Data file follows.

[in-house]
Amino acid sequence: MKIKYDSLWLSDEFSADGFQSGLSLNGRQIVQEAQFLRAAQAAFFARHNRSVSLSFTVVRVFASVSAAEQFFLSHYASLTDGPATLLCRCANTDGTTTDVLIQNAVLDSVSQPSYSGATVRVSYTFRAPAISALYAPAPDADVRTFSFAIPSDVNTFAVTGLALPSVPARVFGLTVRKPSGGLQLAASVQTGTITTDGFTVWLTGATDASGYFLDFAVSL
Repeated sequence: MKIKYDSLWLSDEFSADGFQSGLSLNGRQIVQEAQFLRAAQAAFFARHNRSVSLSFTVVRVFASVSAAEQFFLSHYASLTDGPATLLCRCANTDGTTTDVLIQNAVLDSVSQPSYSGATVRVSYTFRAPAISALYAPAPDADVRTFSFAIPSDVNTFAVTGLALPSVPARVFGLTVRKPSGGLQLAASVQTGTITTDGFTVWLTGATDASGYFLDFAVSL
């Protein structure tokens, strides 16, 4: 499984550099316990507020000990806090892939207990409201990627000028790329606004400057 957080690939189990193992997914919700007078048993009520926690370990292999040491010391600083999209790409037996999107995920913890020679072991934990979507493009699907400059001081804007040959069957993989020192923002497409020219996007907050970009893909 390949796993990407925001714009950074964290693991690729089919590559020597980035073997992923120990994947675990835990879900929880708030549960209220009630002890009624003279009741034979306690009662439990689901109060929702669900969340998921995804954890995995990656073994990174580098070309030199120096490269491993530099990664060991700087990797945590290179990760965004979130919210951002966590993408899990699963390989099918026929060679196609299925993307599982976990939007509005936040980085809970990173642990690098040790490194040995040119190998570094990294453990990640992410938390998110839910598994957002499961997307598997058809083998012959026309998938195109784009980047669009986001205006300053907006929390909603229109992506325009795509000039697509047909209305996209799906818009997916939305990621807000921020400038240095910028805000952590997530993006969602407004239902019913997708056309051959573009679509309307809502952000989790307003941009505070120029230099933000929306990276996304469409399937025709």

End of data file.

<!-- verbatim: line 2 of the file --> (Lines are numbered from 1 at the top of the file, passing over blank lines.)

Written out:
Amino acid sequence: MKIKYDSLWLSDEFSADGFQSGLSLNGRQIVQEAQFLRAAQAAFFARHNRSVSLSFTVVRVFASVSAAEQFFLSHYASLTDGPATLLCRCANTDGTTTDVLIQNAVLDSVSQPSYSGATVRVSYTFRAPAISALYAPAPDADVRTFSFAIPSDVNTFAVTGLALPSVPARVFGLTVRKPSGGLQLAASVQTGTITTDGFTVWLTGATDASGYFLDFAVSL